Some communications are deemed so important they have their own Rule or statute.  For example, a lawyer must “promptly communicate” to the client “[a]ll amounts, terms and conditions of any written offer of settlement made to the client.”9  Though not obligated by Rules of Professional Conduct or Business & Professions Code, well-respected treatises confirm that an oral settlement offer is a “material development” that must be promptly communicated to the client.10

Beyond settlement offers, how can an attorney ensure they are fulfilling their duty to communicate with their client?

Cases provide some guidance.  At the outset, “[a]n attorney has a duty to speak with his or her client,”11 and “violates that duty when he or she fails to return a client’s telephone calls promptly.”12  “Simply stated, “[a]dequate communication with clients is an integral part of competent professional performance as an attorney.”13 In this day and age, no doubt this maxim applies to promptly responding to e-mails.

“Significant developments” in the case includes disclosing all facts and circumstances necessary to enable the client to make free and intelligent decisions regarding the subject matter of the representation.14  Other developments considered “significant developments” include the adversary’s filing of a discovery motion seeking sanctions against the client and/or the client and attorney15 or the client’s matter being assigned to or handled by a different attorney then the client was first told or agreed to, including use of a contract attorney.16

In so many ways, the rule of common sense applies.  Have you ever been to a restaurant, and mid-meal, a different server comes to your table and tells you they are now your server because your original server is on his or her break, but the original server did not give you a heads up?  Were you irritated?  Or when your gardener of ten years sends his assistant whom you have never met to cut your grass alone, with unsupervised access to your yard, without telling you in advance?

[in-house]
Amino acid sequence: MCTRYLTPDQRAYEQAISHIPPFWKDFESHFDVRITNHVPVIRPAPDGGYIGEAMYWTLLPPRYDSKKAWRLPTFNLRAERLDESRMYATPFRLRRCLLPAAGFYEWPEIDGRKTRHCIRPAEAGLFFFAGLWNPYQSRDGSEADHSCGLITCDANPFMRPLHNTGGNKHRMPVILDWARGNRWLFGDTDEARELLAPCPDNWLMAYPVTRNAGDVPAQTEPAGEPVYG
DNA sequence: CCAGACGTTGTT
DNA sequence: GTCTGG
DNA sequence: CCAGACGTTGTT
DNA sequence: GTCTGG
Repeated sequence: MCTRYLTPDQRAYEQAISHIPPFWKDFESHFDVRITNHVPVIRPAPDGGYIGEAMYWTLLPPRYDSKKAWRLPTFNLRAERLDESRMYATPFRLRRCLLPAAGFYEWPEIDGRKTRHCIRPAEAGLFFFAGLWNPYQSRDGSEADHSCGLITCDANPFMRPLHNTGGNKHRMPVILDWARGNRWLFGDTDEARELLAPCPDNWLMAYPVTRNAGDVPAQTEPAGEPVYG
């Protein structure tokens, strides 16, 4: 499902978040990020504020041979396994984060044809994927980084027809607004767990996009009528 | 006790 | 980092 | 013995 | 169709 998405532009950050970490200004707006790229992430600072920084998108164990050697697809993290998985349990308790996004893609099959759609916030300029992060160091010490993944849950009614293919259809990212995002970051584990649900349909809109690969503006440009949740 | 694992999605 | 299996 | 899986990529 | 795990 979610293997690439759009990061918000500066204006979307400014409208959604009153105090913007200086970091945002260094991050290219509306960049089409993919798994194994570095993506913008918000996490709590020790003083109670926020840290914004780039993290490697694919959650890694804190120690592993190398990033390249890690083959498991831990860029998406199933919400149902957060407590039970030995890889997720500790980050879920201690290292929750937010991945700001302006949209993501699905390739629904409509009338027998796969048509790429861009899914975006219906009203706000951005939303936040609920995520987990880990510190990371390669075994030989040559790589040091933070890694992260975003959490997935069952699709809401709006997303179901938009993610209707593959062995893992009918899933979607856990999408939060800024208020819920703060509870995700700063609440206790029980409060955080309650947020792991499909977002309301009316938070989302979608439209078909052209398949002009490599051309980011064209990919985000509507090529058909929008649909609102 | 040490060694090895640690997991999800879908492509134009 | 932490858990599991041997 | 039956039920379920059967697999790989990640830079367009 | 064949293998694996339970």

These are basic customer service issues.  Very seldom does a “customer” complain about too much information.  A good practice is to send your client copies of everything that is even remotely significant, with a cover letter or e-mail to briefly explain the significance of a document that does not explain itself.17  Indeed, now, where the practice of so many firms and even small solo practices is to scan correspondence, pleadings and discovery; transmitting these materials to your client can be both quick and cheap when done via e-mail.  Your client instantaneously knows you are working diligently on his or her case, and will have actual notice of anything he or she is interested in reading.

Similarly, if your client fee arrangement is contingency with the client responsible for costs, a good practice is to send the client an itemized running costs bill, monthly or at least every other month, with a clear disclosure that “THIS IS NOT A BILL,” but is for informational purposes only.  Increasingly mounting costs are no doubt a “significant development” to a client whose net recovery will depend on how high or low those costs are.

Maintaining regular and effective communication with the client would appear to be the most productive way to maintain good client relationships, as this would eliminate three of the four top client complaints about their lawyers set forth above.

Do not make any promises 

Only one of the top four client complaints about their lawyers does not involve inadequate communication; rather, it involves miscommunication about what the client can or should expect from your representation.

The Rules of Professional Conduct and State Bar “standards,” and Business & Professions Code prohibit making any guaranties, warranties, or predictions concerning outcome or results to potential clients in advertisements or solicitations,18 and such communications are equally inappropriate during the representation.  Indeed, managing a client’s expectations throughout the matter will at once satisfy your obligations to provide services competently, keep the client reasonably informed about all significant developments, and maintain the client relationship by avoiding unpleasantness when the client’s net result is less (sometimes far less) than the client was originally expecting.

Constantly reassess the case, and immediately let the client know if bad or good evidence or new law changes your view of the case or their likelihood of prevailing.  Educate your clients on jury verdict trends and settlements, the value of cases, taking into consideration the economy and jury apathy if applicable (which is highly applicable now).  For the client who resists reasonable settlement discussions or rejects reasonable settlement offers, make sure that client fully understand the risks of losing at trial and being responsible for the adversary’s costs.